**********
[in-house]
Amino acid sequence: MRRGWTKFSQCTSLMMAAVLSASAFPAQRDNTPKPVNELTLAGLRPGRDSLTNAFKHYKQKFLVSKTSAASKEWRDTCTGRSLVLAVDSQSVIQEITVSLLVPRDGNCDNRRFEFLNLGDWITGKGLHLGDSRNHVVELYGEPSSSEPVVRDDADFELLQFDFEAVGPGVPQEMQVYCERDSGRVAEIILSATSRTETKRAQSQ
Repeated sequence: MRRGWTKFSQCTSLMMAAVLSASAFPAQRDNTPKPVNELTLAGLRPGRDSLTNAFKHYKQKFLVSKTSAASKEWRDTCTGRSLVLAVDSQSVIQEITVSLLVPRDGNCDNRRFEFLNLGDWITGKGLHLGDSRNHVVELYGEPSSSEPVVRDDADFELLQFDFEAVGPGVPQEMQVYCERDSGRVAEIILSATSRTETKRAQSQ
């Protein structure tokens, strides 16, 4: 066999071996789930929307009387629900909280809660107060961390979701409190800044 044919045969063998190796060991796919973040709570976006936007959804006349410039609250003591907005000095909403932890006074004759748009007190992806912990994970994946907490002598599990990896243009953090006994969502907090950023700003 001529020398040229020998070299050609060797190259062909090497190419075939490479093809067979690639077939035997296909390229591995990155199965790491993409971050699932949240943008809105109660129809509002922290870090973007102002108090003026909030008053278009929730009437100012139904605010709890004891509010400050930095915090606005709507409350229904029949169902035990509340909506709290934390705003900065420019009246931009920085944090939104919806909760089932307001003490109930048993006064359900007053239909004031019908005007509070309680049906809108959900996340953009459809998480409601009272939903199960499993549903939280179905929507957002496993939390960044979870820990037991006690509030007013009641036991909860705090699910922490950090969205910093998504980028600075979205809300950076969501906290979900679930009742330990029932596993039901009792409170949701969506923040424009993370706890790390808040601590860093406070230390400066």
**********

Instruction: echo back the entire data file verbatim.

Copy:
[in-house]
Amino acid sequence: MRRGWTKFSQCTSLMMAAVLSASAFPAQRDNTPKPVNELTLAGLRPGRDSLTNAFKHYKQKFLVSKTSAASKEWRDTCTGRSLVLAVDSQSVIQEITVSLLVPRDGNCDNRRFEFLNLGDWITGKGLHLGDSRNHVVELYGEPSSSEPVVRDDADFELLQFDFEAVGPGVPQEMQVYCERDSGRVAEIILSATSRTETKRAQSQ
Repeated sequence: MRRGWTKFSQCTSLMMAAVLSASAFPAQRDNTPKPVNELTLAGLRPGRDSLTNAFKHYKQKFLVSKTSAASKEWRDTCTGRSLVLAVDSQSVIQEITVSLLVPRDGNCDNRRFEFLNLGDWITGKGLHLGDSRNHVVELYGEPSSSEPVVRDDADFELLQFDFEAVGPGVPQEMQVYCERDSGRVAEIILSATSRTETKRAQSQ
């Protein structure tokens, strides 16, 4: 066999071996789930929307009387629900909280809660107060961390979701409190800044 044919045969063998190796060991796919973040709570976006936007959804006349410039609250003591907005000095909403932890006074004759748009007190992806912990994970994946907490002598599990990896243009953090006994969502907090950023700003 001529020398040229020998070299050609060797190259062909090497190419075939490479093809067979690639077939035997296909390229591995990155199965790491993409971050699932949240943008809105109660129809509002922290870090973007102002108090003026909030008053278009929730009437100012139904605010709890004891509010400050930095915090606005709507409350229904029949169902035990509340909506709290934390705003900065420019009246931009920085944090939104919806909760089932307001003490109930048993006064359900007053239909004031019908005007509070309680049906809108959900996340953009459809998480409601009272939903199960499993549903939280179905929507957002496993939390960044979870820990037991006690509030007013009641036991909860705090699910922490950090969205910093998504980028600075979205809300950076969501906290979900679930009742330990029932596993039901009792409170949701969506923040424009993370706890790390808040601590860093406070230390400066």